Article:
And-even if you did nothing wrong- you’re stuck with a lawyer’s bill.

Maybe the real reason we love to hate attorneys is that no matter how good we are, how clean we keep our noses, once a legal problem crops up, there’s nothing we can do except hire a lawyer, Judges-lawyers, remember-look askance at people, no matter how intelligent, representing themselves. Such upstarts are not members of the club. They don’t know the arcane rules-and the rules are so complicated, and the documents so obfuscating (a great lawyers’ word) that, well, you have to go to law school to understand them.

Thrust into the legal piranha tank, the average person is helpless, totally dependent on the mumbo jumbo of hired experts. Before a case ever gets near the courtroom, you have to find a lawyer. Catch-22: You have to know a lot of things only lawyers know before you can even make an intelligent choice of a lawyer, and of course you don’t know any of that. Finding a good attorney who will return phone calls, keep the client informed, submit fair bills, and also perform quality legal work can be like shooting ducks blindfolded while wearing a straitjacket. Often, clients don’t know how good their attorney is until it’s too late. They don’t know whether their attorney should have filed 20 pretrial motions or two. objected more or less. And after it’s done, there’s little recourse. Except to hire another lawyer.

Piling horror on horror, there’s good reason to believe that unethical practices by attorneys are on the increase. Funds set up by bar associations to reimburse clients bilked by their attorneys are facing unprecedented losses. The New York bar paid out $4.35 million in fiscal 1990, up dramatically from the $1.9 million disbursed in 1987. In 1990, claims on the Texas State Bar Client Security Fund more than doubled. In December alone, $41,750 was disbursed to 19 clients of one attorney. Can you take a little more? Some studies estimate that as many as 30 percent of all lawyers may have drug or alcohol problems. So you’re not just dealing with Bickel & Brewer or Dewey Cheatham and Howe; you’ve also got Johnny Walker and Jack Daniels on your case.

Is there any road through the labyrinth of lawyerdom? Board certification, a stamp of approval showing that an attorney has handled a certain number of trials in his specialty, is some indication of competence, But it’s not ironclad. A personal injury attorney may have gone to trial 10 times and lost every time, but he’s eligible to be board-certified. How about a famous name? In today’s mercenary marketplace, name recognition can mean the attorney has a good public relations firm rather than a brilliant legal mind. “I’ve tried some big-name lawyers who were buffoons and some no-name lawyers who were great,” says Hasse, who made a name for himself at the DA’s office by winning all but one of his 3,000 felony cases. “Big fees are not a sin if they’re worth it.”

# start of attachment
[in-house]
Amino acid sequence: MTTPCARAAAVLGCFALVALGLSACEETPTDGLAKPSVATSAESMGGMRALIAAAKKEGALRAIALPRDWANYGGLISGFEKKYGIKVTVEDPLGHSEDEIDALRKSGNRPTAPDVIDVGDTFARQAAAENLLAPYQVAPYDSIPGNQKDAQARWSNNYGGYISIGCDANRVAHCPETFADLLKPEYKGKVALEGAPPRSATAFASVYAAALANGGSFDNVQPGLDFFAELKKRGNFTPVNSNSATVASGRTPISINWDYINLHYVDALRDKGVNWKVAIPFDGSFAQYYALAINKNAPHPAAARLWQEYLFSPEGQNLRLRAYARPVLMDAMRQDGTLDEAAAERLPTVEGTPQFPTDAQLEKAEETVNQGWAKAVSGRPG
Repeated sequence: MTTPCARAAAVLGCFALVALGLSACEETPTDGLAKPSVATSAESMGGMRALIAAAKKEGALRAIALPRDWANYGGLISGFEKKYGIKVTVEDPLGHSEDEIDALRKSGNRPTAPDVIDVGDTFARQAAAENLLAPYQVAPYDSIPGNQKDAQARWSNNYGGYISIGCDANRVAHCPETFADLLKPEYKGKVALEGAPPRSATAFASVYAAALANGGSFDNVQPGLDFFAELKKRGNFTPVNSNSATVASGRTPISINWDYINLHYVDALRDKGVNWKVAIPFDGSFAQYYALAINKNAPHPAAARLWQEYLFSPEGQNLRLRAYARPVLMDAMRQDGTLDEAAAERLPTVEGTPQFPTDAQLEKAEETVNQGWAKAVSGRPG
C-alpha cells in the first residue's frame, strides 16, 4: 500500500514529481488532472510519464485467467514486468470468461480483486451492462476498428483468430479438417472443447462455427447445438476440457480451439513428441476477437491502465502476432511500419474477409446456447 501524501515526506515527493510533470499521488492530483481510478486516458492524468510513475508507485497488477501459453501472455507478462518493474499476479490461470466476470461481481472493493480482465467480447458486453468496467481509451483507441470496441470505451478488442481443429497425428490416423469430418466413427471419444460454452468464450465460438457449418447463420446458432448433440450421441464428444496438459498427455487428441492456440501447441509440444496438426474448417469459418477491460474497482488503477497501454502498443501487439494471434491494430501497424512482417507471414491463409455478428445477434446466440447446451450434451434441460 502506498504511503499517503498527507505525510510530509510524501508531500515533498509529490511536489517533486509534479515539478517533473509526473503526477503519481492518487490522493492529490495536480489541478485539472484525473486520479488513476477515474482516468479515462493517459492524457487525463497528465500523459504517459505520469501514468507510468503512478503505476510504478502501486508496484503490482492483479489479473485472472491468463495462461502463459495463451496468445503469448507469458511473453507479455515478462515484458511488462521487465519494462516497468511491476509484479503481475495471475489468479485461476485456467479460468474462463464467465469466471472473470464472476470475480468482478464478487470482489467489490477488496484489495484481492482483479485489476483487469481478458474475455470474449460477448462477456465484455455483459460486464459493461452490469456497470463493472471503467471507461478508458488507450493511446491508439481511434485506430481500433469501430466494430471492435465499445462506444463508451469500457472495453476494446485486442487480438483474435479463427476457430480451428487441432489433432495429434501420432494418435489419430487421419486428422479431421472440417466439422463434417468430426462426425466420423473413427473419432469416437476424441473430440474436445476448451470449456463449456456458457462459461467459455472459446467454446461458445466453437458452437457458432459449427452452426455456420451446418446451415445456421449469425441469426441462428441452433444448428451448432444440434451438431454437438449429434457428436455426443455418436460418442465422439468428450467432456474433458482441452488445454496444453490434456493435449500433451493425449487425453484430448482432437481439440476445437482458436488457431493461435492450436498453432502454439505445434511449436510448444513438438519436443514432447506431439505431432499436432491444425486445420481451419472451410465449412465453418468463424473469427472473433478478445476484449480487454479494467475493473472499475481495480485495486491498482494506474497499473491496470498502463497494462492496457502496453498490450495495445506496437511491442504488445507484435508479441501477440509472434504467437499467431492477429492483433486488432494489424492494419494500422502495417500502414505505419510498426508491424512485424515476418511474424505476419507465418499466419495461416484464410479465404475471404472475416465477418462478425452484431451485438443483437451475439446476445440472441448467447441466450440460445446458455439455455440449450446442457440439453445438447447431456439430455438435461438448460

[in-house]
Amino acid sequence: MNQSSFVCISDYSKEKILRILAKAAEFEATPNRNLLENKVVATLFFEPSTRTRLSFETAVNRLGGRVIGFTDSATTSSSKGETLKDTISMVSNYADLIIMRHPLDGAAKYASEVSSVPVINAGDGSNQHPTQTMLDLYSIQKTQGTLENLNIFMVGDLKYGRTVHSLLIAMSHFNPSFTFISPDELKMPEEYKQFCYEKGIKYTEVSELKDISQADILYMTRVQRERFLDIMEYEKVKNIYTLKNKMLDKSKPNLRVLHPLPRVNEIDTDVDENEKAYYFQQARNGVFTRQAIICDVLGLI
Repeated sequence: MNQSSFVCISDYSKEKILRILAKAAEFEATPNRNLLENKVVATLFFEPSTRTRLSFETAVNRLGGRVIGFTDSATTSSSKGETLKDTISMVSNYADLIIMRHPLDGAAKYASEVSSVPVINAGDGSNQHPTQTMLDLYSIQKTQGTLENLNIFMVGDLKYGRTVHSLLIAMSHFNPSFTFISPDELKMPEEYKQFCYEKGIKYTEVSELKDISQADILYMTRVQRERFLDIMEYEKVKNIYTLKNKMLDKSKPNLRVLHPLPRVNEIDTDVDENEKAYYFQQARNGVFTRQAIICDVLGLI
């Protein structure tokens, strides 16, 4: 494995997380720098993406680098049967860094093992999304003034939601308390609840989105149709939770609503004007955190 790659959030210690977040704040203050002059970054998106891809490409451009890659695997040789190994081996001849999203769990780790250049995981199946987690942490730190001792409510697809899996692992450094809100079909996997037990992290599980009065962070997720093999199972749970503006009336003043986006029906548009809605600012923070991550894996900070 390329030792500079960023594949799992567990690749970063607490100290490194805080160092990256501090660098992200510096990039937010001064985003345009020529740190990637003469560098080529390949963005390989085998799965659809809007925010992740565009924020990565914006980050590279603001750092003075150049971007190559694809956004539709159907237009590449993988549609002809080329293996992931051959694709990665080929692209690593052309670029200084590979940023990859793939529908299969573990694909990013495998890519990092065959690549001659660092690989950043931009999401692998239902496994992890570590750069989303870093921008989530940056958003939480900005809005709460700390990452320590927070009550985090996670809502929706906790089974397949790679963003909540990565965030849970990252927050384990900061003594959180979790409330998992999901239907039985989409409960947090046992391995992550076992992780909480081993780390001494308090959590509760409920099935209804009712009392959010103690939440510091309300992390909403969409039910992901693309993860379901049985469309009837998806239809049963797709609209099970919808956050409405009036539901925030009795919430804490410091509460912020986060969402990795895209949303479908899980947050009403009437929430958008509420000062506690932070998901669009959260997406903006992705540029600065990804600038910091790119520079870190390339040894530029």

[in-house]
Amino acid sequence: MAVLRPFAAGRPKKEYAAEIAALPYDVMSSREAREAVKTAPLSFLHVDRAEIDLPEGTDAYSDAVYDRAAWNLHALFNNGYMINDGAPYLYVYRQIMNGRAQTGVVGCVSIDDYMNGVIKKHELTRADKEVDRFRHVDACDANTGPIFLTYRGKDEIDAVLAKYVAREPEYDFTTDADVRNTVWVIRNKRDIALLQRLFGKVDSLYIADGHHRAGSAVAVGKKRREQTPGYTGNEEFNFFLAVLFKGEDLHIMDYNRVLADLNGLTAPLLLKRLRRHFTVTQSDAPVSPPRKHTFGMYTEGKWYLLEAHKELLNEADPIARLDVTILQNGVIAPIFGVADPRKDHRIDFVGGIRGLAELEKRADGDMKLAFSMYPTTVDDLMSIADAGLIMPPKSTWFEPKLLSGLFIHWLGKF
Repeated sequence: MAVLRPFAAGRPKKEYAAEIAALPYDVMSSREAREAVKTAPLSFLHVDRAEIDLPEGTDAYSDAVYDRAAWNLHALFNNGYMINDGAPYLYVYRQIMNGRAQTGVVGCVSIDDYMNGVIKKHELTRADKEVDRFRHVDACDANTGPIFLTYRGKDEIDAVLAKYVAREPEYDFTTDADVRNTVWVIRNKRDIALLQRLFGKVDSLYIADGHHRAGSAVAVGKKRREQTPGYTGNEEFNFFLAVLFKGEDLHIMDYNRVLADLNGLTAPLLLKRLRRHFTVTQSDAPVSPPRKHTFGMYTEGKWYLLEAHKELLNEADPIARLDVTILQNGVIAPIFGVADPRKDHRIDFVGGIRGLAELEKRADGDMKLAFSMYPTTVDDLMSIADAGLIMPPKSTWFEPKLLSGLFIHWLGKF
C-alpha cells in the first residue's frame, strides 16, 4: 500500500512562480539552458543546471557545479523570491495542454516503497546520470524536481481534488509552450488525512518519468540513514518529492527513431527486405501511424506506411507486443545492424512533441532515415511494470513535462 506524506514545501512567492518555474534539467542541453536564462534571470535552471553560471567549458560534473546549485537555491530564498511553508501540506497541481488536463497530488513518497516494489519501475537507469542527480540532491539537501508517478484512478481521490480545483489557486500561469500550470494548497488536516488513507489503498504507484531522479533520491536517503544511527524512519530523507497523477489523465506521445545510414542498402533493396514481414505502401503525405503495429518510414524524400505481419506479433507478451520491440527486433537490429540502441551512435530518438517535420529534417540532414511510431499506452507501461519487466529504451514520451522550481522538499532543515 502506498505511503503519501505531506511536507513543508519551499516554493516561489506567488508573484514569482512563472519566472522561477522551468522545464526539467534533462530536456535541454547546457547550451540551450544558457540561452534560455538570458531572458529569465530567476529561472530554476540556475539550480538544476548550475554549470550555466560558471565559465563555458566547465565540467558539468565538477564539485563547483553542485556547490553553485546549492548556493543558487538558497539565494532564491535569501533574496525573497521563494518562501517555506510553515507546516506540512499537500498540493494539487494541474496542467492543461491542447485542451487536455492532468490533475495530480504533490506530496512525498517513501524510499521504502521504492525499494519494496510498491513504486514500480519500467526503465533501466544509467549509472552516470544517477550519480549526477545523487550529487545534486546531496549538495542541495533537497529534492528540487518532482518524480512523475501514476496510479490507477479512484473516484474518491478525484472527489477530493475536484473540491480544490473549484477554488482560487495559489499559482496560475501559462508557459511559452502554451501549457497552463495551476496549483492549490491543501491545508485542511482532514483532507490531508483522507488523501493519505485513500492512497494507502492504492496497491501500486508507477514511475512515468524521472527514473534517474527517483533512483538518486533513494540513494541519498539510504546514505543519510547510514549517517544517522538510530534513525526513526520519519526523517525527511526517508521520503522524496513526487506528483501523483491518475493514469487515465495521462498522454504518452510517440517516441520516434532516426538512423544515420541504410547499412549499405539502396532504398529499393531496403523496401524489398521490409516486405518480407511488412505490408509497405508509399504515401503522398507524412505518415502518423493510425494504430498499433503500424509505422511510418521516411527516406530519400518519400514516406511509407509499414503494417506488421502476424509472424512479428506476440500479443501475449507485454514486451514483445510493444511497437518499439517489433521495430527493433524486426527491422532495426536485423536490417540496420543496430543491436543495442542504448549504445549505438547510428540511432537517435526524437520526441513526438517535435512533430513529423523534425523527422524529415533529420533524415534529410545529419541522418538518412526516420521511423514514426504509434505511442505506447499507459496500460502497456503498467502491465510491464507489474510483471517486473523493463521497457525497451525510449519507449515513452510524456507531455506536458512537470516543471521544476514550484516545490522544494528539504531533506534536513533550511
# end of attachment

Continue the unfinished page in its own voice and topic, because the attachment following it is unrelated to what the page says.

Unfortunately, neither a wall full of degrees nor a full-page ad in the Yellow Pages nor write-ups in the press can protect you from simple sleaziness. Hasse describes a case he prosecuted: A two-time loser accused of cocaine possession was facing a minimum sentence of 25 years. The evidence against him was solid. His court-appointed attorney recommended the defendant plead guilty and take the sentence. Shortly before the trial started, however, another criminal attorney announced he had been hired by the man’s parents to take the case; in return, the couple had signed over their home to the lawyer on the guarantee that the son would get five years.

The lawyer negotiated with Hasse for the five years. Hasse refused. The guy came back-c’mon, as a friend, give him 10? How about 15? Nope, Hasse said; 25 years was the minimum. The attorney finally agreed. His client would accept the 25, the same agreement the free public defender had recommended earlier that morning.

The hired gun worked all of 90 minutes.

He kept the parents’ house.

But he did allow them to buy it back on a lease-purchase plan. Who says attorneys don’t have hearts?

NIGHTMARE STORIES LIKE these infuriate the public, and there’s increasing evidence that consumers are fighting back. Some want simple revenge, like the man arrested in California for buying grenades to get back at his ex-wife’s attorney.

Others, thankfully, are taking a less violent approach through politics, publishing, and picketing. Last year, a Dallas roofer named Alfred Adask ran for the state legislature on an anti-lawyer platform. His most generous assessment of lawyers: “It’s not possible to be an attorney and a moral person.” In December, Adask, an articulate man who knows that many consider him a member of the lunatic fringe, began publishing a newspaper called The AntiShyster.

When Georgia Kubiak’s father died in 1981, leaving an inheritance in cash and land estimated at $700,000, the estate was handled by an attorney who was a longtime friend of the family. She and her brother each received about $60,000, but when nothing else was forthcoming, they asked the attorney for a complete accounting of the estate, including bank records. “He said, ’No, that’s my work product,1” Kubiak says. “Probably we would never have done anything if he had let me see them.”